Sage Timberline Office combines construction management with real estate management, linking commercial and industrial contractors, real estate managers and developers, residential builders, and electrical and mechanical contractors with one central source. Also, having information at your fingertips through search engines such as Google is very useful.
DJ: Is innovation coming from larger firms or from startups?
Getelman: Both; there are some very newly founded companies that are building some spectacular projects. But it really comes down to the entire team. It needs to be a group effort from architect, contractor, and anyone else involved. Your team really needs to be able to communicate to get an innovative job done from start to finish.
DJ: How would you define core and shell construction?
Getelman: The scope of work for core and shell construction includes the design and construction of the base building – building from out of the ground, literally constructing the core. The interior core structure of the building and the exterior building envelope are fully designed as the first phase of the project. The core of the building is covered by the shell as the first part of construction. Once the core and shell are built, the internal architectural elements and tenant fit-out can be integrated throughout the building.
DJ: Have you applied new technology with the Mount Sinai new medical and patient care spaces project?
Getelman: We’re constantly applying new technology when it comes to communicating our wants and needs to the design team and to the suppliers. We’re always adapting with new software programs to track down materials or using models to avoid unforeseen conditions and to coordinate the different trades so there’s no hits.
DJ: How about different ways of working, have you modified any work practices?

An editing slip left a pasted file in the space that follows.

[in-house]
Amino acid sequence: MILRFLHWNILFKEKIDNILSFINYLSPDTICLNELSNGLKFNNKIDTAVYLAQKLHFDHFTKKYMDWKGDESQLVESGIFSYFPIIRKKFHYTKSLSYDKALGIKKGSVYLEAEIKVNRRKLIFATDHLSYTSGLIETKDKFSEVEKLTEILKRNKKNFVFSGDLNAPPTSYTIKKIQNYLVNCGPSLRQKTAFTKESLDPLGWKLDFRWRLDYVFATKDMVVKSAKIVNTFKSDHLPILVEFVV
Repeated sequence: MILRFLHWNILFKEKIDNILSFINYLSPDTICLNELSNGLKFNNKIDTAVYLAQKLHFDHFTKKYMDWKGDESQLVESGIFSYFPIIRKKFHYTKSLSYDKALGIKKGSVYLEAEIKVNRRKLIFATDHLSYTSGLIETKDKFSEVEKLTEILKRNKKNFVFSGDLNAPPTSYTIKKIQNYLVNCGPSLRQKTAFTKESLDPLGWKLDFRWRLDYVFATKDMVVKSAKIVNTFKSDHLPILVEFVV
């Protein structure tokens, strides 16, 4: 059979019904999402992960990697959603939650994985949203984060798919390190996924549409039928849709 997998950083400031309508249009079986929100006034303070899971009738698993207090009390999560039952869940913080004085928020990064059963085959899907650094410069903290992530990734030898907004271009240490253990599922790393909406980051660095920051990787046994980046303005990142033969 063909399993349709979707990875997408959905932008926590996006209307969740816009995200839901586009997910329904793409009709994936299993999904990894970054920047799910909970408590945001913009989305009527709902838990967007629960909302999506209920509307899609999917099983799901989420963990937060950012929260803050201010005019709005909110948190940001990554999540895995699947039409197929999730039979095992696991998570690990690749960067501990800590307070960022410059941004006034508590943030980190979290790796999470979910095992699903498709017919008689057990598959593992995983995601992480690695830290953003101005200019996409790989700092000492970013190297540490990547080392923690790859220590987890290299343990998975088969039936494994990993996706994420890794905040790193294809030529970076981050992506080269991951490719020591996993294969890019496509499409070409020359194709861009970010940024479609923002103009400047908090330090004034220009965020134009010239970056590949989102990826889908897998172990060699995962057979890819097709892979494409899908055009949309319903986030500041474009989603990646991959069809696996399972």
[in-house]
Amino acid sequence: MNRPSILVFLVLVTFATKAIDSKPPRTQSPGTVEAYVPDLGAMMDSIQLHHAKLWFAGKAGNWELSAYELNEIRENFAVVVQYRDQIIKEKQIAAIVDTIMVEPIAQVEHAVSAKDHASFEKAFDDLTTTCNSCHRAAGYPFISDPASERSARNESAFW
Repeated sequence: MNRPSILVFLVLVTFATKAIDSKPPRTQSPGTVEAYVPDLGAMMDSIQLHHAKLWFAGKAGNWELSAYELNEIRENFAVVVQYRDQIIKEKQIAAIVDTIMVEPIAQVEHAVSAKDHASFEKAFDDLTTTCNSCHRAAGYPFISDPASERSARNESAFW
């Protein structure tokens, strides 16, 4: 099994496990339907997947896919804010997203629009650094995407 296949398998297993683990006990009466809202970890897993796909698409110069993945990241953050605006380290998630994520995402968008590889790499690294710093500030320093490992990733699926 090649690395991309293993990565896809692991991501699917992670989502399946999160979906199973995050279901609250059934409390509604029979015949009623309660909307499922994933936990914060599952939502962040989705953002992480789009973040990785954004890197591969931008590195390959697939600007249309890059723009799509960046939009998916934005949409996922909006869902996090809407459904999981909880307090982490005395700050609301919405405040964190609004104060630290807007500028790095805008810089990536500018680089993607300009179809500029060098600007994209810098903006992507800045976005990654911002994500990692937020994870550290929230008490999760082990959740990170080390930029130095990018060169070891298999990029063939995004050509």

Getelman: People aren’t physically in the office as much as they used to be. There is just a lot more you can do outside of the headquarters with access to wireless technology, allowing you to spend more time in the field and to push the job forward. As owners you need to adapt to the fact that your staff is not in the office as much and understand that they’re still putting in the same amount of time and effort. In the world of construction and general contracting, there’s a lot more you can accomplish outside of the headquarters.
DJ: Where is construction heading over the next five years?
Getelman: Interior spaces are becoming more open, brighter and more efficient. The big, private office is in the past. People want to create a more communicative work environment. The WeWorks of the world have changed everything to the point where you’re able to work while still being in a social environment. Working on an island like Manhattan, you’re either going to build vertical or rehab existing properties. Fortunately, MBI Group has over 30 years of experience doing successful projects in sectors such as corporate, healthcare, educational and government. We are proud to bring to life our clients’ innovative ideas and vision for their workspaces in a cost-effective and timely manner.